The industrial material production process is very hard on silicon wafers. In fact, between 5 and 10% of these expensive wafers used to make photovoltaic solar cells are damaged during the process, translating annually into billions of lost dollars by the solar industry.
Researchers at the National Renewable Energy Laboratory (NREL) have created a Silicon Photovoltaic Wafer Screening System that identifies damaged wafers before they are installed in solar cells in order to stop the manufacturing of defective ones. By exposing wafers to high temperatures, the thermal stress serves to test the weak and defective wafers which and then be flagged and removed from the solar cell production process.
1200 wafers can be tested per hour using the manual version of NREL’s $60,000 instrument. There is also an automated version which can remove the detected defective wafers and separate them into a container for later melting and recycling back into materials used to make wafers.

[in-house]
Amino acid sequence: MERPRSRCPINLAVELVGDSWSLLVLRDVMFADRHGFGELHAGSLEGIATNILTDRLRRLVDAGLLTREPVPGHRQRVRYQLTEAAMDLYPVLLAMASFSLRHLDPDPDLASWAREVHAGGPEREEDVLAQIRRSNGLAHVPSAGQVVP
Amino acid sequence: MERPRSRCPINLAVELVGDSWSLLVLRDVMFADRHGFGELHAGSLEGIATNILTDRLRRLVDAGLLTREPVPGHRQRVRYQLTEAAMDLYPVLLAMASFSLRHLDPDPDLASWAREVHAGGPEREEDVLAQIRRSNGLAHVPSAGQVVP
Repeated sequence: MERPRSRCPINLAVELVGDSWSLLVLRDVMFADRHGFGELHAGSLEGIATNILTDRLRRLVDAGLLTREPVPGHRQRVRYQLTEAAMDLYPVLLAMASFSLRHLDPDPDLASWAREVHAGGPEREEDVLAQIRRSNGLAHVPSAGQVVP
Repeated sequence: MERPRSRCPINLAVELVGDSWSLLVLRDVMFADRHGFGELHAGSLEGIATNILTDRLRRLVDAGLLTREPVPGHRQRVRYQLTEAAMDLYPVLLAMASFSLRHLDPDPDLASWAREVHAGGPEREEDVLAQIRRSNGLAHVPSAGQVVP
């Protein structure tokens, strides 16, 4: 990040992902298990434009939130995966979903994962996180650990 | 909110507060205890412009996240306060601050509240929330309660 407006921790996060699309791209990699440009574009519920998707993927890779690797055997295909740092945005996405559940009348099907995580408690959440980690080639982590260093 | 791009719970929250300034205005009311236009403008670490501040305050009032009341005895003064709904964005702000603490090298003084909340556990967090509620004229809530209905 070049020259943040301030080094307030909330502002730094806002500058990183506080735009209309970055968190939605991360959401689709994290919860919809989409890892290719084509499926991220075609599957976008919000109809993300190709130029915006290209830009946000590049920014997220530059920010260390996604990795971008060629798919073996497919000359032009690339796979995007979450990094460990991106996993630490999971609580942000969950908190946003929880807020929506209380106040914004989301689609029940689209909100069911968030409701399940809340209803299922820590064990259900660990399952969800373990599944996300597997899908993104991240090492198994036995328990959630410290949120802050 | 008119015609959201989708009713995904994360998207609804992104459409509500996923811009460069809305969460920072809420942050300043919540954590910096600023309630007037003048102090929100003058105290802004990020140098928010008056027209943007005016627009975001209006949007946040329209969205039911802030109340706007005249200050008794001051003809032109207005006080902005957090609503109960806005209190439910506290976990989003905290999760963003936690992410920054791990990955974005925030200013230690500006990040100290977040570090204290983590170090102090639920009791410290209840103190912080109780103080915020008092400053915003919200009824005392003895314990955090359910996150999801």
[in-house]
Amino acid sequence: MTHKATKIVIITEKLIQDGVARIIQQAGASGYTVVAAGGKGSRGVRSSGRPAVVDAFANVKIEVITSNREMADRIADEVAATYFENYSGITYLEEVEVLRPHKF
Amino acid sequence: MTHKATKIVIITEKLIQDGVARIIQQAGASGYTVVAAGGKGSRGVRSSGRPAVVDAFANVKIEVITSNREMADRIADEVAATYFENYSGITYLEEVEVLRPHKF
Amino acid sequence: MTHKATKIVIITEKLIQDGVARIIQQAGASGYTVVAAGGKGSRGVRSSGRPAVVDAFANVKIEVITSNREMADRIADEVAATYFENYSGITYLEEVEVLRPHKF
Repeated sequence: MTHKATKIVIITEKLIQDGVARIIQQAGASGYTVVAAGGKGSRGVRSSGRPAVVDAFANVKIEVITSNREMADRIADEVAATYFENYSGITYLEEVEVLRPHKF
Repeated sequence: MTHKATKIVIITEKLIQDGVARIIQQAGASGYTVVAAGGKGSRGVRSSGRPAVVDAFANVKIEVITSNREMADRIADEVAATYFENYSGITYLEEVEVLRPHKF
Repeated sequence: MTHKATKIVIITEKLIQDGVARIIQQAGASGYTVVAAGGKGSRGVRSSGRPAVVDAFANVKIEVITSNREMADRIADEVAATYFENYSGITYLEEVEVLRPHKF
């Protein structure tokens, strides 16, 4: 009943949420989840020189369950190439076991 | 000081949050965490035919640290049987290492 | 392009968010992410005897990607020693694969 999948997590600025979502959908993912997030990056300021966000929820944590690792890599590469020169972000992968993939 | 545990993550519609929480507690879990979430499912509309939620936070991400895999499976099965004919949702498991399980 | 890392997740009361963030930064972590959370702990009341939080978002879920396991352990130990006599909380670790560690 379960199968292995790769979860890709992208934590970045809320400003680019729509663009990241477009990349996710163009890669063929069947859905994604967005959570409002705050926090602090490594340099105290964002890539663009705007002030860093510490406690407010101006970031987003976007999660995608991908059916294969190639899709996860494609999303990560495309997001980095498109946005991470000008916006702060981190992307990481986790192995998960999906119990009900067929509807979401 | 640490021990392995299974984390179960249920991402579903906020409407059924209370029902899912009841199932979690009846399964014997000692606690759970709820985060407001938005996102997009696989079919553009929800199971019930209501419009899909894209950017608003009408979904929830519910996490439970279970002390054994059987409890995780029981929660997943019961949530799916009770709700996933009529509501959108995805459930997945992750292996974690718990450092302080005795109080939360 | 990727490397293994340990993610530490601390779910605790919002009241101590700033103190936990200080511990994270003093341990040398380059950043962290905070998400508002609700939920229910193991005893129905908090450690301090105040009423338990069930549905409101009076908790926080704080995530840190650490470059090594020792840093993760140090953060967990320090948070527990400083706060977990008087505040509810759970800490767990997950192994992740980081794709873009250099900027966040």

Manufacturers could use this tool to improve their quality control measures which would ultimately save money and reduce consumer cost. The more cost-competitive solar cells become, the more marketable they are. In fact, researchers have determined the main deterrent consumers cite for not using commercial solar photovoltaic systems is cost.